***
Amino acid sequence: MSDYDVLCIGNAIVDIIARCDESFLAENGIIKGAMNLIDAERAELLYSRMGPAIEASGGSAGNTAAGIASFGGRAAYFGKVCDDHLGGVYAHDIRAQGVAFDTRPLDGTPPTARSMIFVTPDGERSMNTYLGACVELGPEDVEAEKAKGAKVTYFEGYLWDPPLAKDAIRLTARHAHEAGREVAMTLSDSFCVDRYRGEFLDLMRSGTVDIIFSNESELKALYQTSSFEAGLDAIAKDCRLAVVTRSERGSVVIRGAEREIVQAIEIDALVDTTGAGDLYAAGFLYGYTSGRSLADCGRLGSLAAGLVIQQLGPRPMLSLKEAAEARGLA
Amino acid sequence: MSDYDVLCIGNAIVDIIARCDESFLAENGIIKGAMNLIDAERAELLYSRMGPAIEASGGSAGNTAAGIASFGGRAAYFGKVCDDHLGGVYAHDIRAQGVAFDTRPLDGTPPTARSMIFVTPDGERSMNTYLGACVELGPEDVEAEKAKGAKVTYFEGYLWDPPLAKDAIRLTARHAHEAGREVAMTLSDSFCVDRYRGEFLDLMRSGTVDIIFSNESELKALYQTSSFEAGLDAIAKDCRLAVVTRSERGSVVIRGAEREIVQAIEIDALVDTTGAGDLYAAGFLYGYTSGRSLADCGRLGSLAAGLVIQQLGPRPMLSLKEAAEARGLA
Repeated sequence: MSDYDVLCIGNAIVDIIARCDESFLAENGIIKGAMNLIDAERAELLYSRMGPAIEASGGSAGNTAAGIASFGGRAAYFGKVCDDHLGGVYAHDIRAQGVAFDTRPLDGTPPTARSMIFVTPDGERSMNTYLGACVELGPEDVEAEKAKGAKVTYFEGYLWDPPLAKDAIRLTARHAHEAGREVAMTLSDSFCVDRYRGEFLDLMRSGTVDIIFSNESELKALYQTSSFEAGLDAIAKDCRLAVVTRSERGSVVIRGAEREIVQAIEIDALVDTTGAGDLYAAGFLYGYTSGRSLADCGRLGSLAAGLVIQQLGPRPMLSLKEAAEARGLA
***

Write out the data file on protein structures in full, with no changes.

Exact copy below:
Amino acid sequence: MSDYDVLCIGNAIVDIIARCDESFLAENGIIKGAMNLIDAERAELLYSRMGPAIEASGGSAGNTAAGIASFGGRAAYFGKVCDDHLGGVYAHDIRAQGVAFDTRPLDGTPPTARSMIFVTPDGERSMNTYLGACVELGPEDVEAEKAKGAKVTYFEGYLWDPPLAKDAIRLTARHAHEAGREVAMTLSDSFCVDRYRGEFLDLMRSGTVDIIFSNESELKALYQTSSFEAGLDAIAKDCRLAVVTRSERGSVVIRGAEREIVQAIEIDALVDTTGAGDLYAAGFLYGYTSGRSLADCGRLGSLAAGLVIQQLGPRPMLSLKEAAEARGLA
Amino acid sequence: MSDYDVLCIGNAIVDIIARCDESFLAENGIIKGAMNLIDAERAELLYSRMGPAIEASGGSAGNTAAGIASFGGRAAYFGKVCDDHLGGVYAHDIRAQGVAFDTRPLDGTPPTARSMIFVTPDGERSMNTYLGACVELGPEDVEAEKAKGAKVTYFEGYLWDPPLAKDAIRLTARHAHEAGREVAMTLSDSFCVDRYRGEFLDLMRSGTVDIIFSNESELKALYQTSSFEAGLDAIAKDCRLAVVTRSERGSVVIRGAEREIVQAIEIDALVDTTGAGDLYAAGFLYGYTSGRSLADCGRLGSLAAGLVIQQLGPRPMLSLKEAAEARGLA
Repeated sequence: MSDYDVLCIGNAIVDIIARCDESFLAENGIIKGAMNLIDAERAELLYSRMGPAIEASGGSAGNTAAGIASFGGRAAYFGKVCDDHLGGVYAHDIRAQGVAFDTRPLDGTPPTARSMIFVTPDGERSMNTYLGACVELGPEDVEAEKAKGAKVTYFEGYLWDPPLAKDAIRLTARHAHEAGREVAMTLSDSFCVDRYRGEFLDLMRSGTVDIIFSNESELKALYQTSSFEAGLDAIAKDCRLAVVTRSERGSVVIRGAEREIVQAIEIDALVDTTGAGDLYAAGFLYGYTSGRSLADCGRLGSLAAGLVIQQLGPRPMLSLKEAAEARGLA